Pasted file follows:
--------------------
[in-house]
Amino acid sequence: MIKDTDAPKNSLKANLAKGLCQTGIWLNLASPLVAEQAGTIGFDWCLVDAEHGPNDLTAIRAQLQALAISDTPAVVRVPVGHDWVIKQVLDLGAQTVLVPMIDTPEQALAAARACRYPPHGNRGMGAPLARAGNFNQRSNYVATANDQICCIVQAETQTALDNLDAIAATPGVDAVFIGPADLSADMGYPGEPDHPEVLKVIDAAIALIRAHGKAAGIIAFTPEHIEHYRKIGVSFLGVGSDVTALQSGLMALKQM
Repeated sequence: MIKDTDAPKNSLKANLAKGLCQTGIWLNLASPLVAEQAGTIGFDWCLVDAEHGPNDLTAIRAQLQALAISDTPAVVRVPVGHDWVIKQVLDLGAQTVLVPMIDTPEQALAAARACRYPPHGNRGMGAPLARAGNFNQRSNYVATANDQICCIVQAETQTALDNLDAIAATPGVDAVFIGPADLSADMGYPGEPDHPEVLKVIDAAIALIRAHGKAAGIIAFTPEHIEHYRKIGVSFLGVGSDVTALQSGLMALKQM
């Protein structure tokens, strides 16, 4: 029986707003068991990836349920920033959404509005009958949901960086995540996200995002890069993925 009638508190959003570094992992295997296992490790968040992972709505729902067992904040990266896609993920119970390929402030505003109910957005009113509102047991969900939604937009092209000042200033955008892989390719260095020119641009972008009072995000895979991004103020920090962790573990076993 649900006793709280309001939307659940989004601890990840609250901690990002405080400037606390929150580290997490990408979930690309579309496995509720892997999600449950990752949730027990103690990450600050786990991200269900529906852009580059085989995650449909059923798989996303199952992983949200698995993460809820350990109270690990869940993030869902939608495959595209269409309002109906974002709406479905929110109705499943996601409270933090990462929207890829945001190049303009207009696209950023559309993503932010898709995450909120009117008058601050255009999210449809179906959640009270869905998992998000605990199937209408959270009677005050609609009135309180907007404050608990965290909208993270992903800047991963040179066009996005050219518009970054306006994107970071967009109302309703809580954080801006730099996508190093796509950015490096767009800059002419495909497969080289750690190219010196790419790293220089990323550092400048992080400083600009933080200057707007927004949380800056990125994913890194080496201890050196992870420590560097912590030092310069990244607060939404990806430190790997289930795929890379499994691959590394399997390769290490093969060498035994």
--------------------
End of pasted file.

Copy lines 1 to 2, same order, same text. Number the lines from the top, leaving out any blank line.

[in-house]
Amino acid sequence: MIKDTDAPKNSLKANLAKGLCQTGIWLNLASPLVAEQAGTIGFDWCLVDAEHGPNDLTAIRAQLQALAISDTPAVVRVPVGHDWVIKQVLDLGAQTVLVPMIDTPEQALAAARACRYPPHGNRGMGAPLARAGNFNQRSNYVATANDQICCIVQAETQTALDNLDAIAATPGVDAVFIGPADLSADMGYPGEPDHPEVLKVIDAAIALIRAHGKAAGIIAFTPEHIEHYRKIGVSFLGVGSDVTALQSGLMALKQM